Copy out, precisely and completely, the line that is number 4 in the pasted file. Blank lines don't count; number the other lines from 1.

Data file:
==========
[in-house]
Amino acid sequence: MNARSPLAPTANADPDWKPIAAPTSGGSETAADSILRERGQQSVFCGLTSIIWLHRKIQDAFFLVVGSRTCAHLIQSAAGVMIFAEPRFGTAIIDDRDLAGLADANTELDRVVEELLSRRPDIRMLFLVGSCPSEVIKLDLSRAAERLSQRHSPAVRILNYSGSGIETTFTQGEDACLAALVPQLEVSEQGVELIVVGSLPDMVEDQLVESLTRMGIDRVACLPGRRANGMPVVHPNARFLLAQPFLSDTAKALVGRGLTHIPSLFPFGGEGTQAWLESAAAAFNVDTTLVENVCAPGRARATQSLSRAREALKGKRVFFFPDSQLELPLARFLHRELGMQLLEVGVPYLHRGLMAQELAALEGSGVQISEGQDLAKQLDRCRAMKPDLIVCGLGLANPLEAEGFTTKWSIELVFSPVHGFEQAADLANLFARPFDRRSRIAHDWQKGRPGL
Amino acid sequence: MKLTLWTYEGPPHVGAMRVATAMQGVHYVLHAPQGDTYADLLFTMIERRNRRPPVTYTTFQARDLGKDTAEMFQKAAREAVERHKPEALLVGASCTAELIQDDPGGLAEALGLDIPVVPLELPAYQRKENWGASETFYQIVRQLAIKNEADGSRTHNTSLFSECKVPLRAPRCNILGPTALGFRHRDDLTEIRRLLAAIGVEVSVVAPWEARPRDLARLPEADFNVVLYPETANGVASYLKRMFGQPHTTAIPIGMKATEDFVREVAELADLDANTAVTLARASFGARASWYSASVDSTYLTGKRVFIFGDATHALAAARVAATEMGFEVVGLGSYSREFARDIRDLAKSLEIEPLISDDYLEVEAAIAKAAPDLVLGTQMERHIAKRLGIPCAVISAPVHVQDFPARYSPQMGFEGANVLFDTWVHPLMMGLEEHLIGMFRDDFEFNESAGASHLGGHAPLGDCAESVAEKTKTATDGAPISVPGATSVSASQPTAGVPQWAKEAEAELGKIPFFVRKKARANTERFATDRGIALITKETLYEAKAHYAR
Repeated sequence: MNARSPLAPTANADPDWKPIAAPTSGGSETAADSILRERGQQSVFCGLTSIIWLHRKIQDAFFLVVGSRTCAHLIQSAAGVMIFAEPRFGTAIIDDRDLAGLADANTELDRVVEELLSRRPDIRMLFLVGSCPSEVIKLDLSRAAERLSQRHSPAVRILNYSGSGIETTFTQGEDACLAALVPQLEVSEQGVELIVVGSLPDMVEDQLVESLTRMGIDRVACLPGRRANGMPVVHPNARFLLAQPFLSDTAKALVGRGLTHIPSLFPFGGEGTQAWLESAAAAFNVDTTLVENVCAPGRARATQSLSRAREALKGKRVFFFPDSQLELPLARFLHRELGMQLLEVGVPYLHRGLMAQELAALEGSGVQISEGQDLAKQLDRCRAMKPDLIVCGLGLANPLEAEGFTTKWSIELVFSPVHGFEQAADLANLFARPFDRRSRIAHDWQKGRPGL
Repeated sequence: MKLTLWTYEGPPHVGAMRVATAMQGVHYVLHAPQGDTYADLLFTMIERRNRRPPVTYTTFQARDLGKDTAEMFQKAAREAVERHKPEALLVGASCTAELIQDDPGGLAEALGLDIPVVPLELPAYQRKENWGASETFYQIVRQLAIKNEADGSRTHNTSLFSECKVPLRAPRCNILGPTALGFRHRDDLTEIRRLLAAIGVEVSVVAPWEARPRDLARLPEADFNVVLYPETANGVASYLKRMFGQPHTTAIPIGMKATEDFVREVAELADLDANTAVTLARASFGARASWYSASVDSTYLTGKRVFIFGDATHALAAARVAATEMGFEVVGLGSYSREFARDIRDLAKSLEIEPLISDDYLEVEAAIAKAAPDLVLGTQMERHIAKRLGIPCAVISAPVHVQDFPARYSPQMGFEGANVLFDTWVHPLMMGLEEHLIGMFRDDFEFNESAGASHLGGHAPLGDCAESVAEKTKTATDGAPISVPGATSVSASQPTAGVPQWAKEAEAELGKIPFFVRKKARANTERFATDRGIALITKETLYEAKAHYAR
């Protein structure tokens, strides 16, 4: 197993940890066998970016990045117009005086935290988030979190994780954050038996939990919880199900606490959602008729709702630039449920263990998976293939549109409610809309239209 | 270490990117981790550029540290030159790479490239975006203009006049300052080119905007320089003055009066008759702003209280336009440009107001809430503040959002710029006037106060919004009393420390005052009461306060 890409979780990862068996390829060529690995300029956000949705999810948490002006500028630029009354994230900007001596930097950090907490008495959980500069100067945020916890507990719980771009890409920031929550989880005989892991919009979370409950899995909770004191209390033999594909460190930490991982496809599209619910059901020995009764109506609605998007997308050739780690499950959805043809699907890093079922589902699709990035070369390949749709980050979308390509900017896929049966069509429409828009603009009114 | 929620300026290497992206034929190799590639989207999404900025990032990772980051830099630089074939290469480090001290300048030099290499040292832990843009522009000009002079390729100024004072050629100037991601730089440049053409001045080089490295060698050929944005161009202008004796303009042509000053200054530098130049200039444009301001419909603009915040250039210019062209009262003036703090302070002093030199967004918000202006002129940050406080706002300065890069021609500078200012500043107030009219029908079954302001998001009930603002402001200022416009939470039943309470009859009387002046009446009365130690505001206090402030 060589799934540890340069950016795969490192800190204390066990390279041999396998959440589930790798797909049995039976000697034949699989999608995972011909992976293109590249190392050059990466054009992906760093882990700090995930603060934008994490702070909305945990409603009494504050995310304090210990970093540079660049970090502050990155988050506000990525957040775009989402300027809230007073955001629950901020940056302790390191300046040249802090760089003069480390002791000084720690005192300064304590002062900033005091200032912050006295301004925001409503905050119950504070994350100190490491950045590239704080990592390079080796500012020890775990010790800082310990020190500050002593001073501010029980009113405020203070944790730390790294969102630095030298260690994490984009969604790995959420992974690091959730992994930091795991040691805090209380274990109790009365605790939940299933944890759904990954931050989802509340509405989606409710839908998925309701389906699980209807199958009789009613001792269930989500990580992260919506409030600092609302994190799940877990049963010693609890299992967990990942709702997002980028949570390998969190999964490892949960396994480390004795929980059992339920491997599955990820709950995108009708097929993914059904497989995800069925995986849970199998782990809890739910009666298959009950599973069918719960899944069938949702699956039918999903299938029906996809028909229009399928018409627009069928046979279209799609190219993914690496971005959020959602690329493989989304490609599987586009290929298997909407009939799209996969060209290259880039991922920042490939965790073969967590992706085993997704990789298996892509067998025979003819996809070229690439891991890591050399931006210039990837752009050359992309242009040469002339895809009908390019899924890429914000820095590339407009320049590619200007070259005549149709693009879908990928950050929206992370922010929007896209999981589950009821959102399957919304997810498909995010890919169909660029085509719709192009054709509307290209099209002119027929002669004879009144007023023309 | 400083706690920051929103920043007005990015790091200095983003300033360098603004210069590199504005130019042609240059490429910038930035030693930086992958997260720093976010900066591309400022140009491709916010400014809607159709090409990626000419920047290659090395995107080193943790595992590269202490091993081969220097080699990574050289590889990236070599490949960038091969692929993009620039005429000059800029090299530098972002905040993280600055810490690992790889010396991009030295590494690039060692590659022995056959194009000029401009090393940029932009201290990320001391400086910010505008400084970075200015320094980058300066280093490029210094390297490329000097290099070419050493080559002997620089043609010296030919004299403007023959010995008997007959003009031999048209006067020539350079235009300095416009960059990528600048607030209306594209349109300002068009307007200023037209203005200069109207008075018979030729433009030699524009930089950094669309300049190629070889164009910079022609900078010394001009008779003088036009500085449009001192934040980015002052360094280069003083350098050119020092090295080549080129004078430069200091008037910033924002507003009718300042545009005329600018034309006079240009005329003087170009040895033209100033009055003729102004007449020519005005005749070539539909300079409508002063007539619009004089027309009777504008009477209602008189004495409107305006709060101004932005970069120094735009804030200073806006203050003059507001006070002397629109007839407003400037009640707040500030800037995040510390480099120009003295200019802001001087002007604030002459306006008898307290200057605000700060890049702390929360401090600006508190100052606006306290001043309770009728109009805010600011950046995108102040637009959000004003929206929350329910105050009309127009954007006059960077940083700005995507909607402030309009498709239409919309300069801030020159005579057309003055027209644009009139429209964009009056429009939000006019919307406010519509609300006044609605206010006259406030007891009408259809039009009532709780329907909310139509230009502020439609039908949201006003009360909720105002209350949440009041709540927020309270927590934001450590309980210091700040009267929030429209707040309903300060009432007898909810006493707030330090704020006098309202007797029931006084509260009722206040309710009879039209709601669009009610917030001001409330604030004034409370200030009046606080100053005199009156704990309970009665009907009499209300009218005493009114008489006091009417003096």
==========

Repeated sequence: MNARSPLAPTANADPDWKPIAAPTSGGSETAADSILRERGQQSVFCGLTSIIWLHRKIQDAFFLVVGSRTCAHLIQSAAGVMIFAEPRFGTAIIDDRDLAGLADANTELDRVVEELLSRRPDIRMLFLVGSCPSEVIKLDLSRAAERLSQRHSPAVRILNYSGSGIETTFTQGEDACLAALVPQLEVSEQGVELIVVGSLPDMVEDQLVESLTRMGIDRVACLPGRRANGMPVVHPNARFLLAQPFLSDTAKALVGRGLTHIPSLFPFGGEGTQAWLESAAAAFNVDTTLVENVCAPGRARATQSLSRAREALKGKRVFFFPDSQLELPLARFLHRELGMQLLEVGVPYLHRGLMAQELAALEGSGVQISEGQDLAKQLDRCRAMKPDLIVCGLGLANPLEAEGFTTKWSIELVFSPVHGFEQAADLANLFARPFDRRSRIAHDWQKGRPGL